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Monday, April 06, 2009

Yikes    


Mike Lupica has morphed into the godless lovechild of Joe Morgan and Peter King. Like Morgan, his column on the Yankees future with Jeter is absurdly myopic and bereft of the slightest, you know, evidence to support his assertion that the Yankees MUST renew Jeter's contract ad infinitum. But then, on page 3, BAM! He shifts into serious Peter King mental spew mode. Perhaps a FJM/KSK style line by line breakdown is in order. Perhaps this shall become a regular feature.

Derek Jeter in a class by himself for Yankees
Saturday, April 4th 2009, 11:10 PM

DETROIT - So Derek Jeter opens a new Yankee Stadium in exhibitions against Sweet Lou Piniella now and for real in a week or so, seven months or so from when he took the microphone and officially closed the old Stadium last September. He moves across the street as people are already moving him toward the door, like he is moving up on being one of the Yankee ghosts he is always talking about.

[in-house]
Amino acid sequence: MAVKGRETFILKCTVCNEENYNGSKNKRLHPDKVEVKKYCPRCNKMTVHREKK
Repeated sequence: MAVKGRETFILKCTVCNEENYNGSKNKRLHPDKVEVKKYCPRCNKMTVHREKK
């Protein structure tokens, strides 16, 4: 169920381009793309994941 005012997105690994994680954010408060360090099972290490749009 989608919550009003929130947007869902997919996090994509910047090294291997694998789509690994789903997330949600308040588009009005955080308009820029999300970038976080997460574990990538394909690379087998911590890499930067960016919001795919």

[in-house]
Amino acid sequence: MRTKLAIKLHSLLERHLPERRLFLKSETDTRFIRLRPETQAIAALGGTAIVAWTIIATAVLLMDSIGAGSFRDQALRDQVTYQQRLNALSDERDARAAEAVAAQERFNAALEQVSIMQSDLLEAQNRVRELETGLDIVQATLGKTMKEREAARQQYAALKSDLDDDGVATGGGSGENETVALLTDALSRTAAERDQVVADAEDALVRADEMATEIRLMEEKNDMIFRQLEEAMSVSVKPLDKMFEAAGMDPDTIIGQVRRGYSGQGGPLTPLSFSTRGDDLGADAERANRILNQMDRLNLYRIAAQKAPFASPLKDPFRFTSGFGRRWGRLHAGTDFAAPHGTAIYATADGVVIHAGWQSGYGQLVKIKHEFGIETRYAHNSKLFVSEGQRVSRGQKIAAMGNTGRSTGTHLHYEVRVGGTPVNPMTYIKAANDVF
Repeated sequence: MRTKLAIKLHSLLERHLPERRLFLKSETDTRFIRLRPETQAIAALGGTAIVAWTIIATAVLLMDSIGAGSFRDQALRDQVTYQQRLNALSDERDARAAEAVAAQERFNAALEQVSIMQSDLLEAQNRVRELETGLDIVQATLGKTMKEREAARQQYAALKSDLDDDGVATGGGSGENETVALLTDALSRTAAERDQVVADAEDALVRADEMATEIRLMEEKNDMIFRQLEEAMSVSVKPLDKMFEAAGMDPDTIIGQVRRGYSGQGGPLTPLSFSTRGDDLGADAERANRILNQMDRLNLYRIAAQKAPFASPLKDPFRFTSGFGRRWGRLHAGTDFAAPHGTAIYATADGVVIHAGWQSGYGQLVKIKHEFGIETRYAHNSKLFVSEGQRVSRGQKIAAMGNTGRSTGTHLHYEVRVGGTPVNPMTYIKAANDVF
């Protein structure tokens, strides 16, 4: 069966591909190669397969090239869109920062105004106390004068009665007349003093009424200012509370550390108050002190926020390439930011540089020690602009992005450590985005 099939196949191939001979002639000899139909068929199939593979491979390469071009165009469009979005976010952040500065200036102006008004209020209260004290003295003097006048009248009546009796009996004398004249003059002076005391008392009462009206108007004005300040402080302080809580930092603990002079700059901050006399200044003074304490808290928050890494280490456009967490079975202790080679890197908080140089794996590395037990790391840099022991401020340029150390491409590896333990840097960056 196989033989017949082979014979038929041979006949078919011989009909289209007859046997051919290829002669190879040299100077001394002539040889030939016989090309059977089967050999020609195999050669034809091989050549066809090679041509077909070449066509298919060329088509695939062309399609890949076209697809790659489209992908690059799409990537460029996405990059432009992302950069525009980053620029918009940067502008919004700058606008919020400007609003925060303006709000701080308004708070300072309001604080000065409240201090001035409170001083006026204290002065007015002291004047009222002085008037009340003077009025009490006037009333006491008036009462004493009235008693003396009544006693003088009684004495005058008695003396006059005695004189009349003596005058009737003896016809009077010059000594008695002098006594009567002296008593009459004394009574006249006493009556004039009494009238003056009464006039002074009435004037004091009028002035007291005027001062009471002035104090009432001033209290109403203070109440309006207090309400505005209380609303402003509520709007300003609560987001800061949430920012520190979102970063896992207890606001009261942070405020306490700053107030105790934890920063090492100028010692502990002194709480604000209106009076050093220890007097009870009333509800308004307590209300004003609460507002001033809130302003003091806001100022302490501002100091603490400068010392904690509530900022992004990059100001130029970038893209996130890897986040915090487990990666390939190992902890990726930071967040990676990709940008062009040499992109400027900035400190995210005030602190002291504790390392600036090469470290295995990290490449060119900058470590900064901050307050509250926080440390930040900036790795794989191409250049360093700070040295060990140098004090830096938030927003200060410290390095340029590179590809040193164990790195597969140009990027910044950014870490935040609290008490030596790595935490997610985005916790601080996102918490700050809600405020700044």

You really chose to open your column with two consecutive run on sentences with utterly bizarre syntax (a week or so, seven months or so) and a mixed metaphor (he can somehow move across the street, and towards the door… but not the door of the new stadium, the imaginary door that leads out of town). Actually, this is but a taste of the mysterious power of Captain Intangibles… he can move across both space and legend in seemingly opposing directions. He has mastered the 5th dimension. Like a handsomer version of Nightcrawler. With a more agile tongue.